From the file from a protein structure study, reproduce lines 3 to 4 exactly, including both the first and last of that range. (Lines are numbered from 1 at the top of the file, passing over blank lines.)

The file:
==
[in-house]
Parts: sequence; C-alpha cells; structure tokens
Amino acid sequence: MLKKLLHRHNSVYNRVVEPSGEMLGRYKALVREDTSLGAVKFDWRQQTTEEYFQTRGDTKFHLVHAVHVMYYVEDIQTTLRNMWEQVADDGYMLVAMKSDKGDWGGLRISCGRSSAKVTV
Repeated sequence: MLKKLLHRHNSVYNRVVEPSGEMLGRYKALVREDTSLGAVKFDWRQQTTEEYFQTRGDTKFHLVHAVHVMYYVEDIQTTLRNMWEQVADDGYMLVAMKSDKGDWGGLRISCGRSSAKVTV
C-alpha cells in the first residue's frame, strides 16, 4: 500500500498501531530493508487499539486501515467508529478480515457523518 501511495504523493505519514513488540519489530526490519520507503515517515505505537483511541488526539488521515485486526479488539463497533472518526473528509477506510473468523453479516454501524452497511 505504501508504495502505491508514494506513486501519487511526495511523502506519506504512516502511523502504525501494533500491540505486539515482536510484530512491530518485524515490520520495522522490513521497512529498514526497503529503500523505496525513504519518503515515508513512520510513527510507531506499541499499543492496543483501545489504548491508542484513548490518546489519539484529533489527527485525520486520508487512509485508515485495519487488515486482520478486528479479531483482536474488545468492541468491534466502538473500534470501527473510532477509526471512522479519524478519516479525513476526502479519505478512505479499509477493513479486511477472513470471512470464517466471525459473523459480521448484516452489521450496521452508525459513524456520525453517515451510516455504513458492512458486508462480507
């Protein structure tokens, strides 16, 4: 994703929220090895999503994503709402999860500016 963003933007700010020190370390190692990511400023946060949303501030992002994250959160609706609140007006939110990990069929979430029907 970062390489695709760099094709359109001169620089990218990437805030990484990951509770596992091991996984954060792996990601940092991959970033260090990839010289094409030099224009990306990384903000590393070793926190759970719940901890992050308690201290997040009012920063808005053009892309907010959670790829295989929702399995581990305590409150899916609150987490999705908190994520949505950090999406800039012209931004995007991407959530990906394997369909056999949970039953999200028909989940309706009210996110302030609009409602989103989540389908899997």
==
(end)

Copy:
Amino acid sequence: MLKKLLHRHNSVYNRVVEPSGEMLGRYKALVREDTSLGAVKFDWRQQTTEEYFQTRGDTKFHLVHAVHVMYYVEDIQTTLRNMWEQVADDGYMLVAMKSDKGDWGGLRISCGRSSAKVTV
Repeated sequence: MLKKLLHRHNSVYNRVVEPSGEMLGRYKALVREDTSLGAVKFDWRQQTTEEYFQTRGDTKFHLVHAVHVMYYVEDIQTTLRNMWEQVADDGYMLVAMKSDKGDWGGLRISCGRSSAKVTV